Once again the texts of today's Mass speak to us about divine mercy. It is logical that this ineffable reality is repeated so often, because God's mercy is an inexhaustible source of hope and because we are in great need of divine clemency. We all need to be reminded many times that the Lord is gracious and merciful.
In the First Reading1 , the Book of Wisdom makes present to us today this goodness and loving care of God for all creation and especially for man: How would things continue to exist if you had not willed it? How would they continue to exist if you had not called them? But you forgive them all, for they are yours, O Lord, friend of life. In all things is your incorruptible breath. Therefore you correct little by little those who fall; you remind those who sin of their sin, so that they may be converted and believe in you, Lord.
The Gospel tells us of Jesus' merciful encounter with Zacchaeus. The Lord is passing through Jericho on his way to Jerusalem. At the entrance to the city there was the healing of a blind beggar who, through his faith and insistence, managed to reach Jesus, despite the crowd and those who tried to silence him. Now, in this important city, the crowd must have filled the street where the Master was passing by. There is also a man, who was a chief tax collector and a rich man, well known for his position in Jericho. The publicans were tax collectors. Rome had no officials of its own for this office, but entrusted it to certain persons of the respective country. These could have - like Zacchaeus - subordinate employees. The amount of the tax was assessed by the Roman authority; the publicans charged a surcharge, on which they lived. This lent itself to arbitrariness, and for this reason they easily earned the hostility of the population.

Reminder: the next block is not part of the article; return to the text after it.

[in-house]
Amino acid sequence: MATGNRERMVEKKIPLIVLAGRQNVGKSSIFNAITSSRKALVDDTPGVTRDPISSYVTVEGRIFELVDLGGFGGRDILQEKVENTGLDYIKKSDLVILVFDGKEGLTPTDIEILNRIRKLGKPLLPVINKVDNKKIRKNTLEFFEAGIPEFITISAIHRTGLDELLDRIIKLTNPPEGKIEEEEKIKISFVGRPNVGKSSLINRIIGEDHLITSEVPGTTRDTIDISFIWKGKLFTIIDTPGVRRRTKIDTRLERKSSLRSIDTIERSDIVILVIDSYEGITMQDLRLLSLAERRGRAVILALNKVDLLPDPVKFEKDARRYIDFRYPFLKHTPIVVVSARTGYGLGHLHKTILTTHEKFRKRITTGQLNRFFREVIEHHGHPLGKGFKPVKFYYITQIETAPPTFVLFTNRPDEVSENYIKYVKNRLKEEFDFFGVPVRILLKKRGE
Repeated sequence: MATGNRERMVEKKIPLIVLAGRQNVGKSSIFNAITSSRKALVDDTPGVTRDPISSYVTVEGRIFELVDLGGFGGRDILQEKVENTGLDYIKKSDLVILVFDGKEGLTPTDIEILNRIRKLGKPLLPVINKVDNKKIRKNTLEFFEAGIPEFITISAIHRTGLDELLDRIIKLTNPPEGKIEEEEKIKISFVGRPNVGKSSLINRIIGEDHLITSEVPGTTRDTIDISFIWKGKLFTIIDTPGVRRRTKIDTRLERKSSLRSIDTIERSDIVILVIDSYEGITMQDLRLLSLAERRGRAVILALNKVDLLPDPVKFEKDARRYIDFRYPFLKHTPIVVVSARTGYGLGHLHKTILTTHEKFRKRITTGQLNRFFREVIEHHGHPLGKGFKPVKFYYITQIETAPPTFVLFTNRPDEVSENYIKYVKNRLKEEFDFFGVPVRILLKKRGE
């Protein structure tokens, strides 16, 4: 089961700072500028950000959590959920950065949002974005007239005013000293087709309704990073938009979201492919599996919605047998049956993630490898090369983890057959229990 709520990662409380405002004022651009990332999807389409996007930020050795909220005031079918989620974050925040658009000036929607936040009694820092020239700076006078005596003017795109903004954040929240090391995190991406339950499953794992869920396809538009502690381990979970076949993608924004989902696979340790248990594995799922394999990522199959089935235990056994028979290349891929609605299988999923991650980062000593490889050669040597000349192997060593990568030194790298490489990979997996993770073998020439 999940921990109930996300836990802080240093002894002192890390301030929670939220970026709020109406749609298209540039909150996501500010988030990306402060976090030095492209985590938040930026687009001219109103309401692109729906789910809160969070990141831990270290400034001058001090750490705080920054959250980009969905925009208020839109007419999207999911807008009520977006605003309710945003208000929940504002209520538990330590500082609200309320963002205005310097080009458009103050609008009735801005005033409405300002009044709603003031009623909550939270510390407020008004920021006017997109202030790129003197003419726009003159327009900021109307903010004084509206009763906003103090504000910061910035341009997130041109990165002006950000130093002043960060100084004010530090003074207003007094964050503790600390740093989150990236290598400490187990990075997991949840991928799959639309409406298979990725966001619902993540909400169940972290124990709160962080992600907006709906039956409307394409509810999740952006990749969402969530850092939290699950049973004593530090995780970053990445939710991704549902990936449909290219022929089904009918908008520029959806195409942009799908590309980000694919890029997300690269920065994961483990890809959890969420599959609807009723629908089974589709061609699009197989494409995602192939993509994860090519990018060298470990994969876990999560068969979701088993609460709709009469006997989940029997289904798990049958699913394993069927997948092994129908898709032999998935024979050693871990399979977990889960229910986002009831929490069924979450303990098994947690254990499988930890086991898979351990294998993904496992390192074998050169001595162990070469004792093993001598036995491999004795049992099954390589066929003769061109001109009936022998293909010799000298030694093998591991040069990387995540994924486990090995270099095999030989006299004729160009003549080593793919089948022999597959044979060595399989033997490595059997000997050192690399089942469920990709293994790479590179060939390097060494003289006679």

In the case of the Jews, there was added the infamous note of plundering the chosen people in favor of the Gentiles. St. Luke tells us that Zacchaeus tried to see Jesus in order to meet him, but he could not because of the crowd, for he was small in stature. But his desire is effective; to achieve his purpose he first mingles with the crowd and then, leaving aside human respects, what the people might think by his attitude, running ahead, he climbed a sycamore tree, to see him, because he was going to pass that way. It matters nothing to him what people might think to see a man of his position run first and then climb a tree. This is a formidable lesson for us who, above all else, want to see Jesus and remain with Him. But we must examine today the sincerity and vigor of these desires: Do I want to see Jesus? -Pope John Paul II asked when commenting on this Gospel passage, "Do I do everything possible to see him? This problem, after two thousand years, is as topical as it was then, when Jesus was passing through the cities and villages of his land. And it is current for each one of us personally: do I really want to contemplate him, or perhaps I avoid the encounter with him? Do I prefer not to see him or that he does not see me? And if I already catch a glimpse of Him in some way, do I prefer to see Him from afar, not getting too close, not placing myself before His eyes so as not to attract too much attention..., so as not to have to accept all the truth that is in Him, that comes from Him, from Christ?